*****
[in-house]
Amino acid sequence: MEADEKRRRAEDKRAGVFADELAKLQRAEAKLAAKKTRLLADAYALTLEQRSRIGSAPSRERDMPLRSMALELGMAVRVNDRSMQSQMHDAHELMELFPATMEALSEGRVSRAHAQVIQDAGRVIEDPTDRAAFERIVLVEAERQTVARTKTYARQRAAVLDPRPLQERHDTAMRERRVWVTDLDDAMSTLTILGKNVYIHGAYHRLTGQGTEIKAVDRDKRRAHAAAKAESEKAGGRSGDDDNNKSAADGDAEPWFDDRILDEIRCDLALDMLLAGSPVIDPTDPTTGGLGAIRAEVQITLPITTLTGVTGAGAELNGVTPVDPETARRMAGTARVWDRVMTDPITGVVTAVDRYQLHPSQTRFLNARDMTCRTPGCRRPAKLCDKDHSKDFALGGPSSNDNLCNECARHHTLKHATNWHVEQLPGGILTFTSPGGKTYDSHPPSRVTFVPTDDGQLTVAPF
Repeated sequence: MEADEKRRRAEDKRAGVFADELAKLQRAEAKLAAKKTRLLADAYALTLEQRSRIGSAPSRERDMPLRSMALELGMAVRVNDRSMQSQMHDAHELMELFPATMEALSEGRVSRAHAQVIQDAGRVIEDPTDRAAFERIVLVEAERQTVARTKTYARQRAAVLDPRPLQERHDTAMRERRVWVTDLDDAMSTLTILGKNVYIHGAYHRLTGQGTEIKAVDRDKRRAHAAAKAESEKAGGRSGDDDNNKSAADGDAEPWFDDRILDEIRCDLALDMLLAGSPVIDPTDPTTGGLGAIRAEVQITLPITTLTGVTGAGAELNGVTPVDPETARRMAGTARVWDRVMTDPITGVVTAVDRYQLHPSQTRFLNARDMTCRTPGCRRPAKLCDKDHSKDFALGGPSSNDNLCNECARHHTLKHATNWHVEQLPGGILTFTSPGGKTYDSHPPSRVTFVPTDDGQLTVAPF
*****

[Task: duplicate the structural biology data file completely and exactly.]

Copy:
[in-house]
Amino acid sequence: MEADEKRRRAEDKRAGVFADELAKLQRAEAKLAAKKTRLLADAYALTLEQRSRIGSAPSRERDMPLRSMALELGMAVRVNDRSMQSQMHDAHELMELFPATMEALSEGRVSRAHAQVIQDAGRVIEDPTDRAAFERIVLVEAERQTVARTKTYARQRAAVLDPRPLQERHDTAMRERRVWVTDLDDAMSTLTILGKNVYIHGAYHRLTGQGTEIKAVDRDKRRAHAAAKAESEKAGGRSGDDDNNKSAADGDAEPWFDDRILDEIRCDLALDMLLAGSPVIDPTDPTTGGLGAIRAEVQITLPITTLTGVTGAGAELNGVTPVDPETARRMAGTARVWDRVMTDPITGVVTAVDRYQLHPSQTRFLNARDMTCRTPGCRRPAKLCDKDHSKDFALGGPSSNDNLCNECARHHTLKHATNWHVEQLPGGILTFTSPGGKTYDSHPPSRVTFVPTDDGQLTVAPF
Repeated sequence: MEADEKRRRAEDKRAGVFADELAKLQRAEAKLAAKKTRLLADAYALTLEQRSRIGSAPSRERDMPLRSMALELGMAVRVNDRSMQSQMHDAHELMELFPATMEALSEGRVSRAHAQVIQDAGRVIEDPTDRAAFERIVLVEAERQTVARTKTYARQRAAVLDPRPLQERHDTAMRERRVWVTDLDDAMSTLTILGKNVYIHGAYHRLTGQGTEIKAVDRDKRRAHAAAKAESEKAGGRSGDDDNNKSAADGDAEPWFDDRILDEIRCDLALDMLLAGSPVIDPTDPTTGGLGAIRAEVQITLPITTLTGVTGAGAELNGVTPVDPETARRMAGTARVWDRVMTDPITGVVTAVDRYQLHPSQTRFLNARDMTCRTPGCRRPAKLCDKDHSKDFALGGPSSNDNLCNECARHHTLKHATNWHVEQLPGGILTFTSPGGKTYDSHPPSRVTFVPTDDGQLTVAPF